Conflict over the Western Sahara has consistently complicated relations between the two strongest states of North Africa — Morocco and Algeria — and has perhaps been the single most consequential roadblock in the way of greater North African regional cooperation. While theoretically in favor of greater North African integration, the United States has consistently taken a hands-off role with regard to the dispute, even when former Secretary of State James Baker was the official U.
While refusing to recognize Morocco's sovereignty over the Western Sahara and supporting any UN efforts to settle the conflict, the United States has also been reluctant to push any initiatives that could upset Morocco, its closest ally in the region.
Officials also believe that a settlement would enhance regional stability and economic prosperity. Instead, they are all about the potential impact Morocco can have in the Arab world, in the wider campaign against terrorism, and in the Middle East peace process. Indeed, the regional benefits that a settlement of this issue could have are treated purely as an afterthought.
This is not just a side effect of the global war on terror as similar statements could have been made about U. While treating North Africa as a secondary theater has meant that the United States may come up short in dealing with regional issues like the Western Sahara, on the positive side, it has also meant that the United States has avoided any serious crises or conflicts in the region.
In the war on terror, while North Africa is still seen as part of the larger Arab world, the Maghreb is also increasingly linked with sub-Saharan Africa and American foreign policy concerns there.Africa U S Relations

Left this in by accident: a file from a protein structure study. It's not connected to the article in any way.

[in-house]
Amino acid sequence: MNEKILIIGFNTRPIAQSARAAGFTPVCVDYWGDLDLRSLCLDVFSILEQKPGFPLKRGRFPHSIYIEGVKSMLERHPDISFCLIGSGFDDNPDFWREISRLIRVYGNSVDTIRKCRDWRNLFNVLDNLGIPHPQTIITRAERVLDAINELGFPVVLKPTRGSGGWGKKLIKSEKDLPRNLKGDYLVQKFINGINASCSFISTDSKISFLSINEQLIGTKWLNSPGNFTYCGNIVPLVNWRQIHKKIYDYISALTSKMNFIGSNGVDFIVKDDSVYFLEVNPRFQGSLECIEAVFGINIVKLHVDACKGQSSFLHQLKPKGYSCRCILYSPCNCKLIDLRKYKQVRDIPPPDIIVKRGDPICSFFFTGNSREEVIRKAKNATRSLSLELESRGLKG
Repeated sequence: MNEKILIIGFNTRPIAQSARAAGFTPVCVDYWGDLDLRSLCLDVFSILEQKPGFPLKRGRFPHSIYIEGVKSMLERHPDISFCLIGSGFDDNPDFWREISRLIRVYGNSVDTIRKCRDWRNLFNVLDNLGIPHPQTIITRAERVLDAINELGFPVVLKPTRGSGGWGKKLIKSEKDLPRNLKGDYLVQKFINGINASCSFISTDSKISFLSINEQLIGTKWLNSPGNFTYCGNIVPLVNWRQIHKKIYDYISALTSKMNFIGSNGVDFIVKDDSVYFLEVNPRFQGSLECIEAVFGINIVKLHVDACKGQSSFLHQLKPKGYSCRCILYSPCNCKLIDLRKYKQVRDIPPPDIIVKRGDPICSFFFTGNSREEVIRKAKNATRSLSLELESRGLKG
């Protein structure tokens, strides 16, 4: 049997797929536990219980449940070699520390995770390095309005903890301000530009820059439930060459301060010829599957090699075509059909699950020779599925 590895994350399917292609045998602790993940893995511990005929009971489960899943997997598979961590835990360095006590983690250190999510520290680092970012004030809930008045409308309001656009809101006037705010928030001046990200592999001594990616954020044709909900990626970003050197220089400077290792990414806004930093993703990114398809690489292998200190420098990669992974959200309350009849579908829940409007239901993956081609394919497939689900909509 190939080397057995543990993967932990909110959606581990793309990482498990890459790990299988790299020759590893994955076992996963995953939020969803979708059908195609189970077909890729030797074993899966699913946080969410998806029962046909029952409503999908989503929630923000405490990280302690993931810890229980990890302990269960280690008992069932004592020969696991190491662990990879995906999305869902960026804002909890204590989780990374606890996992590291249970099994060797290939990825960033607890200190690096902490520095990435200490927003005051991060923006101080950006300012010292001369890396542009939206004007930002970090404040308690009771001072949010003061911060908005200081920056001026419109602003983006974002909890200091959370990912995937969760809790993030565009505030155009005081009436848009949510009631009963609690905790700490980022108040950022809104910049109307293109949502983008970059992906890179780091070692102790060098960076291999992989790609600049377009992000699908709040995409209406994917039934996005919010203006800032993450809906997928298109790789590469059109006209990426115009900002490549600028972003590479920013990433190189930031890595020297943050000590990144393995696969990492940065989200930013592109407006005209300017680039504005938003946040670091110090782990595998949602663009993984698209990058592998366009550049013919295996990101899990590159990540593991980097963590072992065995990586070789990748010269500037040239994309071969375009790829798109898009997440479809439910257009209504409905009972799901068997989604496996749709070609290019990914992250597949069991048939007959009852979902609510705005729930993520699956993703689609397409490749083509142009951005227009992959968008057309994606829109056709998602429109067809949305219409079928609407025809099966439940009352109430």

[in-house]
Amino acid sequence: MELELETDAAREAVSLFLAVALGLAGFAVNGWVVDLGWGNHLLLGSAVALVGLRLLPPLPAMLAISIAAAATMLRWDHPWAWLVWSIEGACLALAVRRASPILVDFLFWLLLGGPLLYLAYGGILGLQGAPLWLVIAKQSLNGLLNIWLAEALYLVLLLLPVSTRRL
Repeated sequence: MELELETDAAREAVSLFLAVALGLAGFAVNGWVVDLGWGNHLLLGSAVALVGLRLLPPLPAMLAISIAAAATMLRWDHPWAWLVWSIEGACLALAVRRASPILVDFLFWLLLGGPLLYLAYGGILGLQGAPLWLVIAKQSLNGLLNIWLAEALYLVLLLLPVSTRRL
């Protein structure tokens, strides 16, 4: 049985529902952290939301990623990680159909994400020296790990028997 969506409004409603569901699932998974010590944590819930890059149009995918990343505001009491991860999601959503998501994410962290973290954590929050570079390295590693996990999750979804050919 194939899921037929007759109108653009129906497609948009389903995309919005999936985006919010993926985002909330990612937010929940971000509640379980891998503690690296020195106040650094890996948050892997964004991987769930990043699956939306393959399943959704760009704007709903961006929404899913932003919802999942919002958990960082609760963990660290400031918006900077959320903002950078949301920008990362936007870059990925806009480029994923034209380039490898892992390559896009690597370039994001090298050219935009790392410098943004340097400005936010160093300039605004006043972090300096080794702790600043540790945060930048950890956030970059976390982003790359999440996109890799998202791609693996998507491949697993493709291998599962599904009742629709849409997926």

As discussed above, the Trans Sahara Counter-Terrorism Initiative in North Africa derived from an earlier Pan-Sahel initiative, and North Africa is currently in the process of being moved out of the area of responsibility of the American military's European Command and into the newly forming Africa Command. If the new Africa Command focuses the bulk of its efforts in the areas where most of its countries lie, namely in sub-Saharan Africa, and if Africa and the Africa Command continue to be a low priority for the United States, North Africa may see its status in American foreign policy further degraded to "sideshow to a sideshow.
Ironically, this has meant that the United States has had a far greater economic stake in the two states with which it has had relatively poor political relations. Beyond the fact that both Morocco and Tunisia have small economies in relation to the United States, both of these countries do the bulk of their trading with the states of the European Union rather than the United States.
Infor example, over 70 percent of Morocco's exports went to the EU, which was also the source of over 50 percent of Morocco's imports.
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The United States, in contrast, received only 2. The situation with Tunisia is almost identical, with Europe being the destination of over 80 percent of Tunisia's exports and the source of 75 percent of its imports, with the figures for the United States being in the low single digits for both.
By contrast, America's economic relationship with Algeria, despite the troubled political relations between the two countries, has been of great significance for both. The United States is Algeria's biggest trading partner and largest source of foreign investment. Because about 97 percent of Algeria's export earnings come from its hydrocarbon reserves, the vast majority of this trade involves natural gas and oil.
With the seventh-largest natural gas reserves in the world and the fourteenth-largest oil reserves, Algeria is likely to remain a key supplier for world markets. Libya's oil fields were largely built by U. For example, in Junethe United States signed an agreement with Algeria to cooperate on civilian nuclear-power production, an agreement that was finalized soon after Algeria announced its intent to triple its already large natural-gas exports to the United States.